The PCI Chairman’s criticism of broadcast and publication of astrological suggestions has gone uncontested but, as expected, not his suggestion to reorganise the Press Council. Broadcast associations have argued that the ‘self-regulatory’ mechanism adopted is an apt method of regulation. The principle of self-regulation, in principle, is dubious – the cat demanding that it be trusted to guard the fish! The media is the main source of everyday information of social and political matters. Such information is crucial to the health of the public sphere which governs the government. The media may pretend that it has already been a hundred years since Rip Van Winkle went to sleep and that a new world awaits him, but in reality it has not even been one year since the Radiia scandal. To say the least, conversations between representatives of business houses and ‘prominent’ journalists that reflect the act of lobbying for ministerial berths have done irreparable harm. Yet in gross underestimation of the viewers’ intelligence television journalists sing paeans to their self-regulation and ask viewers to join in the chorus.
Despite doubts on self-regulation, the proposal to institute an external watchdog has been very strategically reduced to the PCI Chairman’s personal lust for power: “… Katju was seeking to expand his powers to include the electronic media and worse, to threaten all of them with punitive action, including cancellation of licence.” (MSEN, 04.11.2011, Pg 11, emphasis added). The agenda is to single him out, demonstrate that his proposal has zero support from any quarter and establish him as the quirky Tughlaq. The report makes no mention of the PCI Chairman’s claim that he has received a letter from the Prime Minister which says the government is considering his proposal. Moreover, the entire report is about the response of the broadcast associations without any counter-response from the PCI Chairman. 
The broadcasters have suggested that the PCI Chairman “… engage himself constructively with print media matters, which is the mandate he has under the Press Council Act and not to exceed his remit and to exercise restraint on commenting upon areas which are outside his jurisdiction.” (ibid). The Press Council Act is an Act and is therefore open to something called ‘amendment’. Surely, the media is not ignorant about this. What else were they supporting in holding up the demands made by the Kejriwal-Bedi-Hazare trio? The media is well aware that laws and the Constitution are not cast in stone. But an otherwise suggestion misleads the readers and worse, represents the Constitution as a rigid and conservative entity.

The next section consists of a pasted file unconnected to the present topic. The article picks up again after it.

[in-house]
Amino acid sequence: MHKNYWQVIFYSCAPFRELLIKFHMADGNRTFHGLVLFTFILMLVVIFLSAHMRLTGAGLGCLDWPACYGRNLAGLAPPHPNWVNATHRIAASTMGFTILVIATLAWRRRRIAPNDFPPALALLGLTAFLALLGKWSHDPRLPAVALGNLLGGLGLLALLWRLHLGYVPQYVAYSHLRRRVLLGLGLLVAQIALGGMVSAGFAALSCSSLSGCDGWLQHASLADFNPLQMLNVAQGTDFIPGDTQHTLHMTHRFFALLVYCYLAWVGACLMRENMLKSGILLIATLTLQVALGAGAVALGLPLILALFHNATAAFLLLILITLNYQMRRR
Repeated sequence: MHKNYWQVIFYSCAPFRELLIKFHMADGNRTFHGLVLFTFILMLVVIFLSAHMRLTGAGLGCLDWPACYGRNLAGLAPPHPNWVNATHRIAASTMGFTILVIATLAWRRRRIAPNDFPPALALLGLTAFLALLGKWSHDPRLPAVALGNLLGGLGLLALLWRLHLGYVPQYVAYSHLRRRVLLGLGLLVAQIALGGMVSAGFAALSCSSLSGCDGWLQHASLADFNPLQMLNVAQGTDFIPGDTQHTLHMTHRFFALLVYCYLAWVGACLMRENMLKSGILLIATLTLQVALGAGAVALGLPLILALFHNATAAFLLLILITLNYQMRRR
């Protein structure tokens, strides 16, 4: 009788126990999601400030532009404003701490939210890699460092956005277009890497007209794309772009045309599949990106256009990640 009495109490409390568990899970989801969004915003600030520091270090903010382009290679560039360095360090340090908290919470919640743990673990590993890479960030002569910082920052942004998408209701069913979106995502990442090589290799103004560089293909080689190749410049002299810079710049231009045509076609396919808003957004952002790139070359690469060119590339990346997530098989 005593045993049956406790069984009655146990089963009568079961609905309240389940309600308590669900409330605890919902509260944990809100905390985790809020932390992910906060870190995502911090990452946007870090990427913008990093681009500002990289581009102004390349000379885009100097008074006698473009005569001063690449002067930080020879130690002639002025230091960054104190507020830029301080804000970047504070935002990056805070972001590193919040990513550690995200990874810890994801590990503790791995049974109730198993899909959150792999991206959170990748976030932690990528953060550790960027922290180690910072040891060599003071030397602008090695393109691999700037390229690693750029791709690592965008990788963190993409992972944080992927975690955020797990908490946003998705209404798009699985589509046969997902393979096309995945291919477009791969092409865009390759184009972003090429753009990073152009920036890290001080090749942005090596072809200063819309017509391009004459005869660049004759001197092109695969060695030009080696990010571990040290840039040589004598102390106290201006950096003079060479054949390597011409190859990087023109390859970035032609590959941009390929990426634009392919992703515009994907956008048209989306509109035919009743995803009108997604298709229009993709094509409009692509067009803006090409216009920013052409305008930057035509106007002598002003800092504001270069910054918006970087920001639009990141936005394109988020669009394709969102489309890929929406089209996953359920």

Mainstream media is biased and corrupt and therefore, unreliable. This necessitates urgent reform. But what the PCI Chairman suggests is dangerous. Imposition of fines and cancellation of licenses, with whatever qualifications, will be detrimental to the freedom of press. It is true that that freedom is largely missing in practice but the availability of it in spirit allows the functioning of a very vibrant but niche alternative media. Consolidation of enormous powers in the hands of the state will eventually kill both spirit and practice of the freedom of all press.
However, it is essential to investigate the matter a little further. Authoritarian voices gain ground in the midst of a crisis often fuelled by disillusionment. The rise of the Kejriwal-Bedi-Hazare trio is a very recent instance of such a crisis. Going by the increasing popularity of the alternative media, there is no doubt that the interaction between ‘mainstream’ media and society is in the midst of a crisis; a crisis fuelled by the lack of ethics and intellect amongst journalists in general. But both suggestions in response to the crisis – censorship and self-regulation are equally unacceptable. Perhaps, a way out lies in instituting a democratically elected body with some teeth – comprising journalists, media watchers and importantly, socio-economically marginalised groups – to regulate the media. Considering the ease with which the democratic process is subverted, the solution proposed is not ideal but the least worst.
 (The author is a student at the Department of Sociology, Delhi School of Economics and a former television journalist.)